Ativan (lorazepam) is a prescription benzodiazepine (benzo) indicated to treat anxiety, insomnia, seizures, and other mental and physical health conditions. The average half-life of Ativan is about 12 hours. Half-life is a term that refers to the time needed for half of a dose of a drug to be expelled from an individual’s system. Moreover, after ingesting the last dose, it will take approximately 2.75 days for the medication to be eliminated from the body.
Glucuronide is a metabolite of Ativan, that has a longer half-life of around 18 hours. For this reason, the full clearing of this metabolite will take longer than Ativan will itself. Glucuronide can stay in a person’s system and be identified in the urine for up to six days after the last use. During this time, several other metabolites are expelled, and within five days after the previous dose. Most, but perhaps not all, of the medication will have been fully cleared from a person’s system.
Ativan is manufactured in both tablet and liquid form, the latter of which can be delivered intravenously. It is most often taken orally, however, as prescribed by a doctor. When abused, it is sometimes crushed and snorted.
Drug Testing for Ativan
There are a few drug screens that can be administered that may identify the presence of Ativan.
As noted, Ativan can be detected in the urine for up to six days after the last dose, although most users will have expelled the drug and its metabolites within five days. In severe, long-term users, however, this detection window could exceed a week. If a urinalysis has been designed to detect glucuronide, it may be detectable for up to nine days after ingestion.
Tests can identify the presence of Ativan in the bloodstream within six hours of use and up to three days following. For frequent users, however, it may take longer than this to eliminate Ativan and its metabolites from the bloodstream.
Hair tests can be used to detect Ativan use over an extended period. Although this method is rarely conducted due to expense, a correctly performed hair test can ascertain if an individual has used Ativan for up to one month following exposure.
The detection time for Ativan in the saliva is about eight hours. For this reason, saliva tests are not typically used to identify the presence of Ativan or other benzos.
Factors That Influence How Long Ativan Remains in the System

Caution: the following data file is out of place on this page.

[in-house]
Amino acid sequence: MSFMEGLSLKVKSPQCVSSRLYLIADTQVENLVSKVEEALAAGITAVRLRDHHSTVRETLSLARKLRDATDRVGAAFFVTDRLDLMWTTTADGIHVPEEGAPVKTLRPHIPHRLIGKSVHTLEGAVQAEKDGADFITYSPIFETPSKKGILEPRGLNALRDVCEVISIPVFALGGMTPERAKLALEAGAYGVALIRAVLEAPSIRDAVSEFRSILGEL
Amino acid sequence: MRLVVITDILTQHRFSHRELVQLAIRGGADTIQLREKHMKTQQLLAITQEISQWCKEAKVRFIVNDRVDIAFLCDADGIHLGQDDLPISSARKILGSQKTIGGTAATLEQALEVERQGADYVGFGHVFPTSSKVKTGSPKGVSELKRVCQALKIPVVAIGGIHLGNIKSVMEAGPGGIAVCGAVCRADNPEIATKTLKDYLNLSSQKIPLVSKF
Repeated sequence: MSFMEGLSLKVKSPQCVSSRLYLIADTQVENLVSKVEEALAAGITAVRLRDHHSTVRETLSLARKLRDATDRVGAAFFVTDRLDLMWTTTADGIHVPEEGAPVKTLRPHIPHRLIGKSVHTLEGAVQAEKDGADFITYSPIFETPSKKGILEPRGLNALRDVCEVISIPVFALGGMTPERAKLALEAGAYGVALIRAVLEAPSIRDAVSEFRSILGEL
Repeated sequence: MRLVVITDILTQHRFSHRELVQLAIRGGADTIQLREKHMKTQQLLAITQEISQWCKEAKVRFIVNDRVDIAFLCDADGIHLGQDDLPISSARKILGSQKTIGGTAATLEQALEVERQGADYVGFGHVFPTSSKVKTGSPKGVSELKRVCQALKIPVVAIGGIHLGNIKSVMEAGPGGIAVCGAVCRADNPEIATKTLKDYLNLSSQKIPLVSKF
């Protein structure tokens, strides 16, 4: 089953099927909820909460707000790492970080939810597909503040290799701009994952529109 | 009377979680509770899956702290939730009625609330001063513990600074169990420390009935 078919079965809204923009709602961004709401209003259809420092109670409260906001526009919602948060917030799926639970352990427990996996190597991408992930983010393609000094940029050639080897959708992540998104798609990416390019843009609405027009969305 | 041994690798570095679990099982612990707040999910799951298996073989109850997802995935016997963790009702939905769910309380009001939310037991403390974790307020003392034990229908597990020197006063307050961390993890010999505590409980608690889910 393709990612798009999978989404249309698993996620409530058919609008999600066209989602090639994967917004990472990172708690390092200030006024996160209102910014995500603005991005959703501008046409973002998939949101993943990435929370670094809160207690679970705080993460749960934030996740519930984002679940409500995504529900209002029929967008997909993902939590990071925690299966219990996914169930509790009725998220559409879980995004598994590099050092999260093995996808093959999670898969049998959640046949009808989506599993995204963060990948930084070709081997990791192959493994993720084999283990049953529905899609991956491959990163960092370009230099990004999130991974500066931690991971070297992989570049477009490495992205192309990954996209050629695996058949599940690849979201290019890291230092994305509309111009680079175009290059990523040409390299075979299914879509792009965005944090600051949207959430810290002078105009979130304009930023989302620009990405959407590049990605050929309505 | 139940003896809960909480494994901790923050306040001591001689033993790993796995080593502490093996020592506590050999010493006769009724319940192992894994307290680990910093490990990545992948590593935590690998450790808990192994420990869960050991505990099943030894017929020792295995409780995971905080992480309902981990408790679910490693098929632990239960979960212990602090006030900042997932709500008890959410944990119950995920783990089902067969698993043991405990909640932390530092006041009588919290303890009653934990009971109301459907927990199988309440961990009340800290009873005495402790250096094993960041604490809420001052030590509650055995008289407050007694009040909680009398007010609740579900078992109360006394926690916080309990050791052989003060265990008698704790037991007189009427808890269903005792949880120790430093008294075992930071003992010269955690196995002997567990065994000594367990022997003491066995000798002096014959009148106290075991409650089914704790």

Individual factors can affect how long Ativan stays in a person’s system and how quickly it is eliminated.
On average, older adults may exhibit a 22% slower elimination rate of Ativan compared to younger people.
Body Height and Weight
A person’s height and weight relative to Ativan’s dosage may influence how long it stays in the system. There is some evidence that those who are overweight can accelerate Ativan clearance, while a shorter or lighter person’s body may take longer to clear the drug.
The ability to metabolize Ativan may be impacted by genetic factors such as the presence of liver enzymes and kidney health and function. Individuals who do not break down Ativan well may take longer to eliminate it from their system.
As with all substances, individuals with a relatively rapid metabolic rate will likely process and expel Ativan more rapidly than those with a slower rate.
Frequency and Duration of Use
A person who uses several doses of Ativan every day will take longer to clear the drug than say, others who only take it once a day or less.
Use of Other Substances
The use of other medications, illegal drugs, or alcohol, in conjunction with Ativan, can influence its absorption, metabolism, and elimination rate from a person’s system.
How Ativan Affects the Body
Most CNS depressants work in the brain by boosting activity at GABA (gamma-aminobutyric acid) receptors. GABA is an inhibitory neurotransmitter that reduces activity in the body, thereby inducing feelings of calm and relaxation. In doing this, Ativan helps mitigate symptoms of anxiety, such as tension, fear, irrational thoughts, and nervousness.
Side Effects of Ativan Use:
- Impaired coordination
- Blurred vision
- Changes in sex drive
- Changes in appetite
Getting Help for Drug Dependence
Ativan, although having a lower potential for abuse and addiction than many other psychoactive substances, can cause dependence, particularly if used long-term. Furthermore, use of other drugs or alcohol, in addition to Ativan, may increase the risk of physical and mental health complications, as well as its addictive potential.
At Just Believe Detox and Just Believe Recovery, we offer comprehensive, personalized treatment programs intended to address all aspects of an individual’s physical, emotional, and spiritual well-being. In doing so, we assess and treat co-existing mental health disorders, such as depression and anxiety.
If you are motivated to become drug-free and begin to live the life you deserve, contact us today and discover how we can help!